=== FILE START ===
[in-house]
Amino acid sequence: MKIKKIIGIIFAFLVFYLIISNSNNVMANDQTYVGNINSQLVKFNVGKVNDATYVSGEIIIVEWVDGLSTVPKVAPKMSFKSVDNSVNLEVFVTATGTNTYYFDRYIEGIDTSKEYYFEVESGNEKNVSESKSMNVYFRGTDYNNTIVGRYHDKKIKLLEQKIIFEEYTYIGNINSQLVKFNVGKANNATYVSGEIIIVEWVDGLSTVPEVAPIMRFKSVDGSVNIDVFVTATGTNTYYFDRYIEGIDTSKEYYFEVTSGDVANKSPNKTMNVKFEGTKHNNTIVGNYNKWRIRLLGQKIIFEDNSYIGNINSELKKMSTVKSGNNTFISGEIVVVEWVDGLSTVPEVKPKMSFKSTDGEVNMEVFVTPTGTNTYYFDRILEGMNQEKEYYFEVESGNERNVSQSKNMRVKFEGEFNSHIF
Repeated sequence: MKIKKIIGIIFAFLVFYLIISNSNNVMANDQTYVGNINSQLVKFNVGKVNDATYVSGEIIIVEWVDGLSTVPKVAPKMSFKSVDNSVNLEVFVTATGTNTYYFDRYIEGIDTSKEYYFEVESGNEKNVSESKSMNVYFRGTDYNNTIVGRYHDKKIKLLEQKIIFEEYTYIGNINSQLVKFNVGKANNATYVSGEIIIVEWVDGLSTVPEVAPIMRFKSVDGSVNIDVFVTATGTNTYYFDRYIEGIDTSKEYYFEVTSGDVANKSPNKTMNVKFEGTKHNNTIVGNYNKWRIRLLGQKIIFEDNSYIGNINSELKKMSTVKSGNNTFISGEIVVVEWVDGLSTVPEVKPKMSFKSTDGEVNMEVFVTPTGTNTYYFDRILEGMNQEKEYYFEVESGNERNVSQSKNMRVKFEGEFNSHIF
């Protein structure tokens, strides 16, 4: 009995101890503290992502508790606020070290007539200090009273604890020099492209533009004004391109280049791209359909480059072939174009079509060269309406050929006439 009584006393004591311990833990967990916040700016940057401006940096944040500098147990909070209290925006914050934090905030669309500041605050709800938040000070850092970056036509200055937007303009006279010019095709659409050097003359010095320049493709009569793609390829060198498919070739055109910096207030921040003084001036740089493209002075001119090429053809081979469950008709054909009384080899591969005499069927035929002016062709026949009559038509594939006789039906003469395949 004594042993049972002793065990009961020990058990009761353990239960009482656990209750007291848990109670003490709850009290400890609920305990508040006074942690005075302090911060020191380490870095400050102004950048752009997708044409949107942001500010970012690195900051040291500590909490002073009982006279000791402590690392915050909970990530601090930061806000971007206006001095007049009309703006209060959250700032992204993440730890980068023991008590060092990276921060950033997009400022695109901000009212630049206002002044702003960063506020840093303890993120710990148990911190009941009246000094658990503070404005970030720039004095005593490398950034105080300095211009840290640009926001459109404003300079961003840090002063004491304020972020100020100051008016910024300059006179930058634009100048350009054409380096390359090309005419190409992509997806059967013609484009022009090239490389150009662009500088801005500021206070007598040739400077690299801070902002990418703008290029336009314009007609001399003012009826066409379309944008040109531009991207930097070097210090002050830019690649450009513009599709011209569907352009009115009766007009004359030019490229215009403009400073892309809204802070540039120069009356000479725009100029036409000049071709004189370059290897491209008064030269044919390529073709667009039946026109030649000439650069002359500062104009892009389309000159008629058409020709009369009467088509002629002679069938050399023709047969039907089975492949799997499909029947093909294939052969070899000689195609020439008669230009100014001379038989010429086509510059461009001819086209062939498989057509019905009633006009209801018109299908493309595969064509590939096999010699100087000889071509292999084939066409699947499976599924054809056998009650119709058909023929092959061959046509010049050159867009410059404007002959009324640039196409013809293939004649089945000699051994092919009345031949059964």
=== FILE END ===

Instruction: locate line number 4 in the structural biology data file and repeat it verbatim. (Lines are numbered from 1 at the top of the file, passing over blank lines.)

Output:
């Protein structure tokens, strides 16, 4: 009995101890503290992502508790606020070290007539200090009273604890020099492209533009004004391109280049791209359909480059072939174009079509060269309406050929006439 009584006393004591311990833990967990916040700016940057401006940096944040500098147990909070209290925006914050934090905030669309500041605050709800938040000070850092970056036509200055937007303009006279010019095709659409050097003359010095320049493709009569793609390829060198498919070739055109910096207030921040003084001036740089493209002075001119090429053809081979469950008709054909009384080899591969005499069927035929002016062709026949009559038509594939006789039906003469395949 004594042993049972002793065990009961020990058990009761353990239960009482656990209750007291848990109670003490709850009290400890609920305990508040006074942690005075302090911060020191380490870095400050102004950048752009997708044409949107942001500010970012690195900051040291500590909490002073009982006279000791402590690392915050909970990530601090930061806000971007206006001095007049009309703006209060959250700032992204993440730890980068023991008590060092990276921060950033997009400022695109901000009212630049206002002044702003960063506020840093303890993120710990148990911190009941009246000094658990503070404005970030720039004095005593490398950034105080300095211009840290640009926001459109404003300079961003840090002063004491304020972020100020100051008016910024300059006179930058634009100048350009054409380096390359090309005419190409992509997806059967013609484009022009090239490389150009662009500088801005500021206070007598040739400077690299801070902002990418703008290029336009314009007609001399003012009826066409379309944008040109531009991207930097070097210090002050830019690649450009513009599709011209569907352009009115009766007009004359030019490229215009403009400073892309809204802070540039120069009356000479725009100029036409000049071709004189370059290897491209008064030269044919390529073709667009039946026109030649000439650069002359500062104009892009389309000159008629058409020709009369009467088509002629002679069938050399023709047969039907089975492949799997499909029947093909294939052969070899000689195609020439008669230009100014001379038989010429086509510059461009001819086209062939498989057509019905009633006009209801018109299908493309595969064509590939096999010699100087000889071509292999084939066409699947499976599924054809056998009650119709058909023929092959061959046509010049050159867009410059404007002959009324640039196409013809293939004649089945000699051994092919009345031949059964």